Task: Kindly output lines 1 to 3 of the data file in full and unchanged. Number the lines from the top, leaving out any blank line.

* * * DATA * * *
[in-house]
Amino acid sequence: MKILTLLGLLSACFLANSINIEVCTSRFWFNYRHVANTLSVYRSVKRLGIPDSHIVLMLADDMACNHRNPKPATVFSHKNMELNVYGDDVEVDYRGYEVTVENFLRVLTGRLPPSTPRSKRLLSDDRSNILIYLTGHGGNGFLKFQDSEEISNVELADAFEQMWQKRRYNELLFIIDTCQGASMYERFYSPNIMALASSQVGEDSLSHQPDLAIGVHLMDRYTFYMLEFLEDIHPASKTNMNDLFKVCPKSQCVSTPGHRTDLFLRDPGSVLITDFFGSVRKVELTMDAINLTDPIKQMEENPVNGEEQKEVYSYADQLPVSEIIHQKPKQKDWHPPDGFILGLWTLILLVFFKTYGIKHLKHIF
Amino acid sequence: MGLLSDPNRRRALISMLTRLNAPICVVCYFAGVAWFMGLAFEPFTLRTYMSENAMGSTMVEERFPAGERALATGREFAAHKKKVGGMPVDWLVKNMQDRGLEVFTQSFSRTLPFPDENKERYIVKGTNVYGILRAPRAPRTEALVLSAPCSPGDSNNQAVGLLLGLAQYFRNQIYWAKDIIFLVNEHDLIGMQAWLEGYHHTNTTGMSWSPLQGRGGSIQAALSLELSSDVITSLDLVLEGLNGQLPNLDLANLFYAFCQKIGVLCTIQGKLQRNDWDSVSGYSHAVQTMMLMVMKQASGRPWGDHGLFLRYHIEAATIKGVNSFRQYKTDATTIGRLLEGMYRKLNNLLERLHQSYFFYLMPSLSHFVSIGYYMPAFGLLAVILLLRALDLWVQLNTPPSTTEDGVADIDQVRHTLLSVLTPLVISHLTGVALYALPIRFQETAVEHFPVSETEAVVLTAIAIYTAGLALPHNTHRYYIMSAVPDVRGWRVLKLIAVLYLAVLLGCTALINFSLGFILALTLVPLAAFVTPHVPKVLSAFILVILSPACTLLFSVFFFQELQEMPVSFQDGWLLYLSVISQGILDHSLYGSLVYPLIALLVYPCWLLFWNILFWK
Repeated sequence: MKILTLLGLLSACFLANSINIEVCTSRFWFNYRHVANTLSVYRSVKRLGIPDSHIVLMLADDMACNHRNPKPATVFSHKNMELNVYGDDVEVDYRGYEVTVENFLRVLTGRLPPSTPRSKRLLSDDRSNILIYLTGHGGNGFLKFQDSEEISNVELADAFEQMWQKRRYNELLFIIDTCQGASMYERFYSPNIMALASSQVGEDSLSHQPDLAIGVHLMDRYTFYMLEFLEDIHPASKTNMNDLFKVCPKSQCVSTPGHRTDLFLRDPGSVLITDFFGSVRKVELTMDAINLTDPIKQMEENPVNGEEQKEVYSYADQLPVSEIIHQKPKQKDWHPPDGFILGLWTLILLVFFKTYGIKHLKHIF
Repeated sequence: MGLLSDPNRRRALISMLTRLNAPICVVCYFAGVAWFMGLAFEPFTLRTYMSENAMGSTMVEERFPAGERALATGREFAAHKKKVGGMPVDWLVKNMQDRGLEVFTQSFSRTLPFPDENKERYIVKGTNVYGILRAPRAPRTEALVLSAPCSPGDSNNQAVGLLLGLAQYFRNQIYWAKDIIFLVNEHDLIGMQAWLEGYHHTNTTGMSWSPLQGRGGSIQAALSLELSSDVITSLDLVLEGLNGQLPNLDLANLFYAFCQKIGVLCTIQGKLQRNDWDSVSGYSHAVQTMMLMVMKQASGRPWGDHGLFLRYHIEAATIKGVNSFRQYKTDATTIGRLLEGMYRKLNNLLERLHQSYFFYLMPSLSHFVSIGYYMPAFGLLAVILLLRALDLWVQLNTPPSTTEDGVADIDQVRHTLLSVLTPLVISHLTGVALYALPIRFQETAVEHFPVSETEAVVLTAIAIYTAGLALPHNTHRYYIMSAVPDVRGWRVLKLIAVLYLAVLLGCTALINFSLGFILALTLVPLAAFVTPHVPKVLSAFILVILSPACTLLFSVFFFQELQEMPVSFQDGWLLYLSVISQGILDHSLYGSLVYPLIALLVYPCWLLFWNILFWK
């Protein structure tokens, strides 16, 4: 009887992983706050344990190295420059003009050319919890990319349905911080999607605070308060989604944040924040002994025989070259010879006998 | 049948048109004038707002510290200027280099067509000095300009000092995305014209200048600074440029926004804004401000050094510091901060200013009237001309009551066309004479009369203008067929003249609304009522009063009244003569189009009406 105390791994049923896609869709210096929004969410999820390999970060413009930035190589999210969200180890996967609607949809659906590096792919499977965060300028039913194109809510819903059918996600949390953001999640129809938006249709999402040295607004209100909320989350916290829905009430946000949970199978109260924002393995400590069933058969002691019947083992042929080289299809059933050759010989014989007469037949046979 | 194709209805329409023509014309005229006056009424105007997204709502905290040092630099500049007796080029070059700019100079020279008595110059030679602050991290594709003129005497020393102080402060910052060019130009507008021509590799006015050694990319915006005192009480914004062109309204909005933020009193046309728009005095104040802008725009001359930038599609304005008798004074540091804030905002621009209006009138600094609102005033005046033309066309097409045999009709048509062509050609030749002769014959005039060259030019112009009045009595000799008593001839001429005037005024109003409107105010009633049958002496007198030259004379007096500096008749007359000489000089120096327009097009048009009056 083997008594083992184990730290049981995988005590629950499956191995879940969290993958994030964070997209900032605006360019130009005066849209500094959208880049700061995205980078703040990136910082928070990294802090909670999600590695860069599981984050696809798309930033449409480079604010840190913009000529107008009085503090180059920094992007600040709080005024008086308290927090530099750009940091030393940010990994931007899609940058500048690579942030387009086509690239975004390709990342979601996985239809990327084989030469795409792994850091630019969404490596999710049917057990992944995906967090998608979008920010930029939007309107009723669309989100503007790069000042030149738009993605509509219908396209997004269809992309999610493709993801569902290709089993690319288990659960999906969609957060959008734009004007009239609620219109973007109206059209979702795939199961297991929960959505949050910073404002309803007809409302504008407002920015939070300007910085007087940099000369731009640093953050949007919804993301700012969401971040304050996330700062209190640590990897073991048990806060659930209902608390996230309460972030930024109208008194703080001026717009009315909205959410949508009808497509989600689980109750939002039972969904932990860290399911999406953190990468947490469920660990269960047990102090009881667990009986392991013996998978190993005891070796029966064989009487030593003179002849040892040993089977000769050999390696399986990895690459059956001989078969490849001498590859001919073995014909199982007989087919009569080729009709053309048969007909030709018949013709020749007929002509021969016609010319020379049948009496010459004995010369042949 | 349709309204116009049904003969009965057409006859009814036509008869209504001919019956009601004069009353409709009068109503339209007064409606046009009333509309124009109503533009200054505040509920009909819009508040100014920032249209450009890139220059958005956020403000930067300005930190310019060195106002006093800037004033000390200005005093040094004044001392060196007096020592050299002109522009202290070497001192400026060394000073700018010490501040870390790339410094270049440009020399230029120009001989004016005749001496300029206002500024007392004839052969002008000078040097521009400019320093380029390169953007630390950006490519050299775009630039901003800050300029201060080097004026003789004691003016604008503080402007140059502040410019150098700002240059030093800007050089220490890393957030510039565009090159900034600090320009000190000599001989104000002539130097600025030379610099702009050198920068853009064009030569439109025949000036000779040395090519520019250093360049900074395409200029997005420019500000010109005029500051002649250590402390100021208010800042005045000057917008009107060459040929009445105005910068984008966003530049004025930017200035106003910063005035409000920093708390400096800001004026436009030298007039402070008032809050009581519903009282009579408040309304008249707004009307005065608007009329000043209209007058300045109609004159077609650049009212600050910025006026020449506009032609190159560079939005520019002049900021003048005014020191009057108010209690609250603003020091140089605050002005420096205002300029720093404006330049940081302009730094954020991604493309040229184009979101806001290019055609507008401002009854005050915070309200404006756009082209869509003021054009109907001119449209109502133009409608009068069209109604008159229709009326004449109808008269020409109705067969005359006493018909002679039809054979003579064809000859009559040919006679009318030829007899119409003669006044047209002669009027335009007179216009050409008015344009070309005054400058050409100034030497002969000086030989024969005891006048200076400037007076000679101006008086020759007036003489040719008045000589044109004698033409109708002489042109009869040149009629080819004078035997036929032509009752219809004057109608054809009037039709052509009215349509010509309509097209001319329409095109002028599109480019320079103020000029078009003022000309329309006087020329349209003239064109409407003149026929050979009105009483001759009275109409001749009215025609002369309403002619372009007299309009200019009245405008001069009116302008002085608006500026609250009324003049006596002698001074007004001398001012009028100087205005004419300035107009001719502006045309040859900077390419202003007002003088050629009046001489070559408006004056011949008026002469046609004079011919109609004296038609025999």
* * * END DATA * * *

[in-house]
Amino acid sequence: MKILTLLGLLSACFLANSINIEVCTSRFWFNYRHVANTLSVYRSVKRLGIPDSHIVLMLADDMACNHRNPKPATVFSHKNMELNVYGDDVEVDYRGYEVTVENFLRVLTGRLPPSTPRSKRLLSDDRSNILIYLTGHGGNGFLKFQDSEEISNVELADAFEQMWQKRRYNELLFIIDTCQGASMYERFYSPNIMALASSQVGEDSLSHQPDLAIGVHLMDRYTFYMLEFLEDIHPASKTNMNDLFKVCPKSQCVSTPGHRTDLFLRDPGSVLITDFFGSVRKVELTMDAINLTDPIKQMEENPVNGEEQKEVYSYADQLPVSEIIHQKPKQKDWHPPDGFILGLWTLILLVFFKTYGIKHLKHIF
Amino acid sequence: MGLLSDPNRRRALISMLTRLNAPICVVCYFAGVAWFMGLAFEPFTLRTYMSENAMGSTMVEERFPAGERALATGREFAAHKKKVGGMPVDWLVKNMQDRGLEVFTQSFSRTLPFPDENKERYIVKGTNVYGILRAPRAPRTEALVLSAPCSPGDSNNQAVGLLLGLAQYFRNQIYWAKDIIFLVNEHDLIGMQAWLEGYHHTNTTGMSWSPLQGRGGSIQAALSLELSSDVITSLDLVLEGLNGQLPNLDLANLFYAFCQKIGVLCTIQGKLQRNDWDSVSGYSHAVQTMMLMVMKQASGRPWGDHGLFLRYHIEAATIKGVNSFRQYKTDATTIGRLLEGMYRKLNNLLERLHQSYFFYLMPSLSHFVSIGYYMPAFGLLAVILLLRALDLWVQLNTPPSTTEDGVADIDQVRHTLLSVLTPLVISHLTGVALYALPIRFQETAVEHFPVSETEAVVLTAIAIYTAGLALPHNTHRYYIMSAVPDVRGWRVLKLIAVLYLAVLLGCTALINFSLGFILALTLVPLAAFVTPHVPKVLSAFILVILSPACTLLFSVFFFQELQEMPVSFQDGWLLYLSVISQGILDHSLYGSLVYPLIALLVYPCWLLFWNILFWK